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Sunday, August 7, 2016

A Small City In The Civil War - Ft. Defiance, Clarksville, TN

Another one of our Civil War stops during Bro 1's visit was at Ft. Defiance.  Himself and I had not visited since it was fixed up and an interpretive center was built.  " The four-acre Fort Defiance park features earthen fort and walking trails. The city of Clarksville dedicated a new $2 million Fort Defiance Interpretive Center in 2011 in time for the 150th anniversary of the start of the American Civil War in 2011. The Fort has been owned by the City of Clarksville since the mid-1980s, when it was donated to the city by retired Judge Sam Boaz who had owned and preserved the site for some time."  

"In November 1861, Confederate troops began to build a defensive fort that would control the river approach to Clarksville, Tennessee. They mounted three guns in the fort. On February 19, 1862, Federal gunboats came up the river from Fort Donelson and reported the fort displayed a white flag and was deserted. The Federals took over the fort and enlarged it so that it would control traffic on the Hopkinsville (Kentucky) Pike. Clarksville was left with a small garrison of Union troops. In April 1862, this small garrison was made up of the 71st Ohio Volunteers commanded by Col. Rodney Mason.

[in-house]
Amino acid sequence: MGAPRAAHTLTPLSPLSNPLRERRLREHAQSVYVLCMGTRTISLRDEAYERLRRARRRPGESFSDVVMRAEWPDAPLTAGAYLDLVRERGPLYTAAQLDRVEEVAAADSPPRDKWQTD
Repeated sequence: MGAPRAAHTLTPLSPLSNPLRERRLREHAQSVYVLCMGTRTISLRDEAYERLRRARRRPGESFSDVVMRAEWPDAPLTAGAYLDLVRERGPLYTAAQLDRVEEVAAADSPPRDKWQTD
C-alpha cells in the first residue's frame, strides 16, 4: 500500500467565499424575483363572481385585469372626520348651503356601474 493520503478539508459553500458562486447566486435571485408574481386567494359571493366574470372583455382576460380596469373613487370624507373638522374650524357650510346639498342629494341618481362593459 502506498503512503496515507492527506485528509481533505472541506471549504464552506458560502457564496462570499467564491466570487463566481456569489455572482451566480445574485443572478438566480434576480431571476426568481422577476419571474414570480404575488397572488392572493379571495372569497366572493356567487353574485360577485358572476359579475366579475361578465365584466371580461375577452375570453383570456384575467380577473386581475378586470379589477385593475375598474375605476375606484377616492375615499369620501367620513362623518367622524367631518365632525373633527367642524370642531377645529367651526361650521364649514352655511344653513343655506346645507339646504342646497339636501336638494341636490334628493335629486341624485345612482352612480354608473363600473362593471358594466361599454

During July and August 1862, there was an increase in guerrilla activity around Clarksville. On August 18, 1862, Clarksville was recaptured by Confederate Cavalry. Col. Mason was cashiered for surrendering Clarksville so easily. Union soldiers were sent from Fort Donelson to retake Clarksville in September 1862. Skirmishes were fought at New Providence on September 6, 1862 and at Riggins Hill on September 7, 1862. The town and fort were reoccupied by Federal troops who remained for the rest of the war. Col. Bruce was placed in command at Clarksville."   (Wiki)


Here's an interesting bit of information in the museum.



It was SO hot that day that we didn't walk on the trails.  

  
But our visit to the center was nice.


There was information on how the fort was made...


...and a diorama of how it looked.




The museum is nicely laid out.  Each of the figures along the wall tells a bit when you push a button.

This one has about four different speakers who read from diaries and letters.










The park is quite active with lecture series, special events, and reenactments.  We will definitely be back in cooler weather.



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